In 1608, thus at around the same time as the De Nihili Antiquitate, a certain Cornelius Götz delivered a discourse on Nothing before a learned assembly in Wittenberg, presided over by Rudolf Goclenius senior (the great humanist philosopher and inventor of the terms “ontology” and “psychology”). Published in Marburg, the full title of the work is Disputatio de Nihilo, quae non est de Nihilo, Vagans per omnes disciplinas (Disputation on Nothing, which is not about Nothing, Ranging through all the Disciplines). The treatise explores the Greek and Latin etymologies of nothing, the definition of nothing (Modus sine re, cuius est modus, a quo pendet essentialiter, est nihil, id est, esse non potest—The mode without reality, from whose mode it is that it essentially hangs, is nothing, that is, it is not able to be), the species of nothing (nihil absolute and nihil negativum or non ens per se), the theological significations of nothing (for St Paul, an idol is nothing (Idolum nihil est), devoid of any numinous power, while for St Basil, man is nothing by reason of his matter and great by reason of his dignity (homo nihil est propter materiam et magnus propter honorem)), the physics of nothing (nothing can be made from nothing—Ex nihilo nihil fit, after Aristotle), God’s creation out of nothing (Creatio est constitutio essentiae ex nihilo—the creation is the establishment of being out of nothing), evil as a privation of being and thus nothing, the differences between annihilation (recidere seu transire in nihil—to fall back or pass over into nothing), corruption, dissolution and transubstantiation, and much more. To the forty-six propositions of the disputatio proper are appended a number of miscellaneous metaphysical, theological, physical, logical, rhetorical and grammatical questions and answers. Under the heading of Logic, for example, Götz puts forward the following conundrum: “Principium materiale mundi est non nihil: Enunciatum affirmatum falsum est. Principium materiale mundi non est nihil. Enunciatum negatum verum est” (The material origin of the world is non-nothing. The proposition is false when asserted positively. The material origin of the world is not nothing. The proposition is true when asserted negatively).

The jesting-serious wisdom of the Renaissance, which can turn even such a seemingly sterile subject as Nothing into a dazzling rhetorical display of wit and learning, will later give way to metaphysical and existential angst, to fear of the néant. In Heidegger’s Einführung in die Metaphysik (1935, published 1953), the question posed by Leibniz—“Why is there something rather than nothing?”—becomes the inevitable Grundfrage, which looms equally in moments of despair, joy or boredom: “Warum ist überhaupt Seiendes und nicht vielmehr Nichts” (Why are there beings-that-are and not nothing?). For Heidegger, however, the second part of the question is redundant. Even to speak of “nothing” is a grave offence against the logos, against logic, a reckless act that undermines all culture and thought, allying itself with nothingness in the destructive will to nihilism. Therefore, he erases it, consigning the question about nothing to nothingness, and asks simply, “Why are there beings-that-are?” In Was ist Metaphysik, Heidegger tries to find a way around the angst-inducing implications of using “nothing” and “is” in the same sentence, and comes up with “Das Nichts selbst nichtet” (The nothing nothings itself). Rudolph Carnap famously cited this as an example of metaphysical nonsense, but Henry Fielding perhaps best described the nature of this kind of discourse two centuries earlier in his “An Essay Upon Nothing”: “When a Bladder is full of Wind, it is full of Something; but when that is let out, we aptly say, there is Nothing in it. The same may be as justly asserted of a Man as of a Bladder. (…) It is at least possible for a Man to know Nothing. And whoever hath read over many Works of our ingenious Moderns, with proper Attention and Emolument, will, I believe, confess, that if he understands them right, he understands Nothing.”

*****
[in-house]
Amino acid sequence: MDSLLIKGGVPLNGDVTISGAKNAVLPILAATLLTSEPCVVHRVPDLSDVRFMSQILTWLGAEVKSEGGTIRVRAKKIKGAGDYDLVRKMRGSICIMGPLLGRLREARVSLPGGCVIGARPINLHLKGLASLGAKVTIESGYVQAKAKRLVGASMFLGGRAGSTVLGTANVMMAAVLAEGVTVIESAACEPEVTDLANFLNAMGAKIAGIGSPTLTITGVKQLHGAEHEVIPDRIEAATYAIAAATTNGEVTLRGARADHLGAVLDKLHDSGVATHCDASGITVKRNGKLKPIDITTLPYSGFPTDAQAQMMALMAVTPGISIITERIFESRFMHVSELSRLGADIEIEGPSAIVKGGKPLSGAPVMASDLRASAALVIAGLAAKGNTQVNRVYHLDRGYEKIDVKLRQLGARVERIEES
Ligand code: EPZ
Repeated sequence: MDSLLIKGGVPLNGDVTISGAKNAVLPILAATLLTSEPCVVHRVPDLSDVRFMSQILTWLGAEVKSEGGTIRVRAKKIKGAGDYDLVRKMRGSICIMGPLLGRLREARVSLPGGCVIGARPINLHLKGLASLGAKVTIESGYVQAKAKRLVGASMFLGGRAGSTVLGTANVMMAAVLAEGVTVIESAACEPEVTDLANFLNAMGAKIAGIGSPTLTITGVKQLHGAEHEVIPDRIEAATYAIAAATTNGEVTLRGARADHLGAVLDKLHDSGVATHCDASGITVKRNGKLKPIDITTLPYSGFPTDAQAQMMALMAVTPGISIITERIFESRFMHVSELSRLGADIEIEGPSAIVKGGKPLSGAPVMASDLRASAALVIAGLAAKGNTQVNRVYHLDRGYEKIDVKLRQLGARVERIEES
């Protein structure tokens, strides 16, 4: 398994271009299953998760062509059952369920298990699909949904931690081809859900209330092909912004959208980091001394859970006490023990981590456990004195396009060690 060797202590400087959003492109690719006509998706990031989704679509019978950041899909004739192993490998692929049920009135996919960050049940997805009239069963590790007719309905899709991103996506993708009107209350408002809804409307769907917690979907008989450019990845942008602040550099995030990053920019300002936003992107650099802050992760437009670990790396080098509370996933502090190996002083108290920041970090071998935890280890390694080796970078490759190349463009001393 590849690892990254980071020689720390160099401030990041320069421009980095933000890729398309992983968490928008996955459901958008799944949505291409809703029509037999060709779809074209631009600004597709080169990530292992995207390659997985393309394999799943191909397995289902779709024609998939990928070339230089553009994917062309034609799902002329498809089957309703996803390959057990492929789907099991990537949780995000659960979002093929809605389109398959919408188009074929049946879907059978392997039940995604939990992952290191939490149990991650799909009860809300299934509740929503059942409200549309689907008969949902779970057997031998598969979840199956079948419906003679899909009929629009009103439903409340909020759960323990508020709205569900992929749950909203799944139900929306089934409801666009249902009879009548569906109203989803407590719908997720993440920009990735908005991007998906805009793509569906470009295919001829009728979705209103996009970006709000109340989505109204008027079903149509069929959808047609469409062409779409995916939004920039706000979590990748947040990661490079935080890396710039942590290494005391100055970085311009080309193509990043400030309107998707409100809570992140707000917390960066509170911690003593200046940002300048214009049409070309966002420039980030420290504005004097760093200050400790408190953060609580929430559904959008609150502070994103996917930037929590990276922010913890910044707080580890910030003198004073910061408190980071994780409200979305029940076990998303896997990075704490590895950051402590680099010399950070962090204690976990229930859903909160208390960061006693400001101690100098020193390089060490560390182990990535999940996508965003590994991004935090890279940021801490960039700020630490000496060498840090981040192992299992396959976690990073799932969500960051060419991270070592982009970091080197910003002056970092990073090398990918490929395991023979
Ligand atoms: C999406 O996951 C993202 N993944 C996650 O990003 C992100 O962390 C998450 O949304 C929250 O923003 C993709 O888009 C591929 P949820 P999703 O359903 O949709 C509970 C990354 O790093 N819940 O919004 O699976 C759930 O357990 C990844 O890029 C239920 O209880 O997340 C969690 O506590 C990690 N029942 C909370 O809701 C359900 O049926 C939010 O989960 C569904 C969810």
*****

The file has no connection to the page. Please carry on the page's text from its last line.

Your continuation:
However, the very word “nothing” does undeniably incorporate an existential premise. No-thing is the non-existence of a thing, after all. Nihil can only be defined by reference to aliquid, a something (else). In etymological terms, this existential premise would seem to be linguistically universal. But what it is that nothing is not varies according to different languages. In Greek, “nothing” is ouden, literally “not-one” (ne unum quidem), or, in the language of philosophy, to mê on, “not-being” (non ens). In Latin, nihil derives from hilum, “a tiny thing”, “a thing of no importance”, “a trifle”. The Russian nichto is a “not-what”. To take a very interesting non-Indo-European example, in Georgian (Kartveli) “nothing” is araperi, literally “not-colour” (ne color quidem). In the phenomenal world, every thing has a colour and it is impossible to imagine any thing without a colour. Even transparent things—water, air, glass etc.—reflect the colours of other things.(*) They exist in space against a background of colour, and it is impossible to picture them mentally in a vacuum, in their pure colourless transparency. Any empty space is thus imbued with borrowed colours. Only an unimaginable metaphysical non-space, a ne locus quidem outside space and being, would truly be devoid of any colour, be it even only black. Only the non-space of non-colour would truly be nothing.

Finally, the etymon of the Romanian nimic (“nothing”) is nemica, from the Latin ne mica (not a crumb, not a morsel). It thus echoes the Latin ne hilum. The Romanian verb a nimicnici (“to annihilate”), and its variant a nimici, might be translated as “to reduce something to less than its ultimate crumb of matter”. The mica, which refers to the smallest possible particle of matter (cf. the hilum, which can also refer to the moral unimportance of a thing; Lucretius uses ne hilum in the sense of “not a whit”, “not a jot” and hilum in the sense of “smallest part (of a thing)”), is thus the final threshold between “something” and “nothing”. In contrast to the German das Nichts, which is perhaps the starkest nothing of all—a naked “not”— the Romanian nimicul (the nothing, nothingness, not-a-crumb-ness) is peculiarly substantial; it incorporates within itself the trace or echo of a physical something, a tiny crumb which is no longer there or could never be there. Likewise, the empty space that is intrinsic to the 1:1 installation in the Romanian Pavilion at this year’s Biennale of Architecture in Venice is a means of articulating within space nimic, nihil, nichego, araperi, nothing, as a way of asking what is no longer there, what could have been there, what should be there.

Alistair Ian Blyth, from the exhibition catalogue

Image: Dezeen

(*) The Georgian araperi may be compared with the Romanian idiomatic expression de nici o culoare ("not at all", "in no way", "by no means"), which translates literally as "by not one colour".